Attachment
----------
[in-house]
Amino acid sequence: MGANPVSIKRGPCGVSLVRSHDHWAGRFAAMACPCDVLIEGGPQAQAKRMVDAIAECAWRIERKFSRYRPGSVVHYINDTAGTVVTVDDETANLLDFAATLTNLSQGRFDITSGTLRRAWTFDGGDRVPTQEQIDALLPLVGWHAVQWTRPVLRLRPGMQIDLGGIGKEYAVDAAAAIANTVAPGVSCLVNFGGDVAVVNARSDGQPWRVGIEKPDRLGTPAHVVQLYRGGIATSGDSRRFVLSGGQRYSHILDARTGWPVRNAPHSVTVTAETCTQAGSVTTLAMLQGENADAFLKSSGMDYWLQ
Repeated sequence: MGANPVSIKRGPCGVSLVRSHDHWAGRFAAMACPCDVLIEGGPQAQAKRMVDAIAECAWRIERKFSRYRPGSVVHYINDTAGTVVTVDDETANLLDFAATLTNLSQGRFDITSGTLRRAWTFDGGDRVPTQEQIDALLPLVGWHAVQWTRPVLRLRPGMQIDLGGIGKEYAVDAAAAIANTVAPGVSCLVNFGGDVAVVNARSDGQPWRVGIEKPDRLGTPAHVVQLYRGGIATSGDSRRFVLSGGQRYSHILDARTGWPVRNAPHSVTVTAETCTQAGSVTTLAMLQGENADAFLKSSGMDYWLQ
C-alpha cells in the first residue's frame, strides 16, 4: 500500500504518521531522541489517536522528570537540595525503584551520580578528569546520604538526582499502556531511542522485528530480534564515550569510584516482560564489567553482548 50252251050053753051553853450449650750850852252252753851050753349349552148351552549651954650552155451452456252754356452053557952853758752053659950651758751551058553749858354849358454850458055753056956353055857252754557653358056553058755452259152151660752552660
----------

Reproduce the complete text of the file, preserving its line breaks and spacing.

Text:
[in-house]
Amino acid sequence: MGANPVSIKRGPCGVSLVRSHDHWAGRFAAMACPCDVLIEGGPQAQAKRMVDAIAECAWRIERKFSRYRPGSVVHYINDTAGTVVTVDDETANLLDFAATLTNLSQGRFDITSGTLRRAWTFDGGDRVPTQEQIDALLPLVGWHAVQWTRPVLRLRPGMQIDLGGIGKEYAVDAAAAIANTVAPGVSCLVNFGGDVAVVNARSDGQPWRVGIEKPDRLGTPAHVVQLYRGGIATSGDSRRFVLSGGQRYSHILDARTGWPVRNAPHSVTVTAETCTQAGSVTTLAMLQGENADAFLKSSGMDYWLQ
Repeated sequence: MGANPVSIKRGPCGVSLVRSHDHWAGRFAAMACPCDVLIEGGPQAQAKRMVDAIAECAWRIERKFSRYRPGSVVHYINDTAGTVVTVDDETANLLDFAATLTNLSQGRFDITSGTLRRAWTFDGGDRVPTQEQIDALLPLVGWHAVQWTRPVLRLRPGMQIDLGGIGKEYAVDAAAAIANTVAPGVSCLVNFGGDVAVVNARSDGQPWRVGIEKPDRLGTPAHVVQLYRGGIATSGDSRRFVLSGGQRYSHILDARTGWPVRNAPHSVTVTAETCTQAGSVTTLAMLQGENADAFLKSSGMDYWLQ
C-alpha cells in the first residue's frame, strides 16, 4: 500500500504518521531522541489517536522528570537540595525503584551520580578528569546520604538526582499502556531511542522485528530480534564515550569510584516482560564489567553482548 50252251050053753051553853450449650750850852252252753851050753349349552148351552549651954650552155451452456252754356452053557952853758752053659950651758751551058553749858354849358454850458055753056956353055857252754557653358056553058755452259152151660752552660